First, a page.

Perhaps people underestimate the skills that are required to go through that process. Because when you do it with an ISAK trained practitioner, as you're alluding to Taryn - ISAK’s - International Society for the Advancement of Kinanthropometry and the International Group. Aren't we so glad they just summarise it as ISAK?
Gary Slater 11:42
They’re the main training group that provides skills in that space. A level one technician - they've done at least three days, full time, covering off on the technique required for that, then go away and do 20 repeat profiles. They've got to come back within finite repeatability and that has to be done, as you've alluded to, every four years to maintain that qualification.
Gary Slater 12:02
The person that's doing your skin folds is not leaving little marks on your body from the pen marking - the little crosses. It's highly likely they're not ISAK qualified. It's a quick process, but without someone that has appropriate training in that space, the numbers are effectively random. And you couldn't use that to be able to track longitudinal change.
Gary Slater 12:21
Again, the great thing and I don't mean to repeat myself, is that any accredited Sports Dietitian will also be ISAK accredited, and they'll have the skills in being able to set up a meal plan for a person - to be able to support them on their weight loss journey. Perhaps more importantly, be able to make an informed opinion as to whether or not the person needs to change their body composition, but then also support them through that journey of weight loss and attract change, and then to be able to adjust their plan based on how they're responding. Because it won't be a set and forget, unfortunately.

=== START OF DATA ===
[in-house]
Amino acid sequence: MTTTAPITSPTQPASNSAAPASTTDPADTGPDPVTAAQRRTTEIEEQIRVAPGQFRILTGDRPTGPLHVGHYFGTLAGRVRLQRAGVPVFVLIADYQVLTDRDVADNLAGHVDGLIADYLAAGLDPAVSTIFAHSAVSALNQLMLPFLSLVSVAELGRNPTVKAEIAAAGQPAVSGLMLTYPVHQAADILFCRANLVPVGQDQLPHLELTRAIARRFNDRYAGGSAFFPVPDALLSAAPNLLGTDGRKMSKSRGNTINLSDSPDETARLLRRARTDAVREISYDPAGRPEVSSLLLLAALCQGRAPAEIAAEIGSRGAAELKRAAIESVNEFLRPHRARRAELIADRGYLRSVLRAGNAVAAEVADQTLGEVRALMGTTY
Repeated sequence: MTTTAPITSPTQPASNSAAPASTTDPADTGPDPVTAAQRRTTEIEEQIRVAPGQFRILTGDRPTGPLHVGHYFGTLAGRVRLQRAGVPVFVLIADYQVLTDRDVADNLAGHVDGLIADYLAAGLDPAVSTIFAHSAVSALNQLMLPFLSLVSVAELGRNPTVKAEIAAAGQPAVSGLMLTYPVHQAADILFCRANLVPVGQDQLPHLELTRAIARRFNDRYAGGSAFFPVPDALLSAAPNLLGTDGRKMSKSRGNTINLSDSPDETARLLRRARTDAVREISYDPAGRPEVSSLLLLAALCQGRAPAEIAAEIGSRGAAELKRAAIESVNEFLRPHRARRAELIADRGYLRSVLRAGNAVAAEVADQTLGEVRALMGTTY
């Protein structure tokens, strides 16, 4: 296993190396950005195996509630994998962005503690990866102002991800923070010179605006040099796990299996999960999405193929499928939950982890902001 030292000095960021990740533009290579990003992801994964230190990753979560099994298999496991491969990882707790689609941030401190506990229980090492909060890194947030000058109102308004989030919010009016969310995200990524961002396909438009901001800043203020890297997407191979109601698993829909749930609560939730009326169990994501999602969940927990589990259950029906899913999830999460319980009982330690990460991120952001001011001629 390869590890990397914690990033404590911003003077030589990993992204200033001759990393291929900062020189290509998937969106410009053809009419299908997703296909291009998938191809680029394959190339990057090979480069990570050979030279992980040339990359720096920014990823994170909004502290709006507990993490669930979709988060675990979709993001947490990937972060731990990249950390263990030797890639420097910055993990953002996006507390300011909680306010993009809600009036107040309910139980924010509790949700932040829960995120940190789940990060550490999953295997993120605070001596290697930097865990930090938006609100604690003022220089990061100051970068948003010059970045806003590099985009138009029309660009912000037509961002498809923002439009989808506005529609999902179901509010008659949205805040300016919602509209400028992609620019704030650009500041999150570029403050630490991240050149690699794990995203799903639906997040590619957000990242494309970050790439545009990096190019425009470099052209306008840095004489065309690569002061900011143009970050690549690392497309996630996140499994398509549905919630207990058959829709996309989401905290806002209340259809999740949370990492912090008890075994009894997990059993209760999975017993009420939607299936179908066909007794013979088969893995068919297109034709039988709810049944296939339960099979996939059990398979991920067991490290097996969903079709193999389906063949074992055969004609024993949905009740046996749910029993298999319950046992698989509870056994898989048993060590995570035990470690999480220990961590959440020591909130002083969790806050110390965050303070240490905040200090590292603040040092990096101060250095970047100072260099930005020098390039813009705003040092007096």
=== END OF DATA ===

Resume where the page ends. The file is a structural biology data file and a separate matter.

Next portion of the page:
Gary Slater 12:50
We can start off losing weight really effectively but then training changes for example, or we get some metabolic adaptations, that ensures that they might need to make adjustments thereafter. And that's again, where getting someone on board - an accredited Sports Dietitian - to support the person through that journey is just so very important - to help support the goals they're trying to be able to achieve but also to avoid the potential negative implications of that weight loss journey.
Taryn Richardson 13:17
You just answered my next question, Gaz, and that's just around, where would somebody actually start if they want to start changing their body composition? Let's take a step right back to that.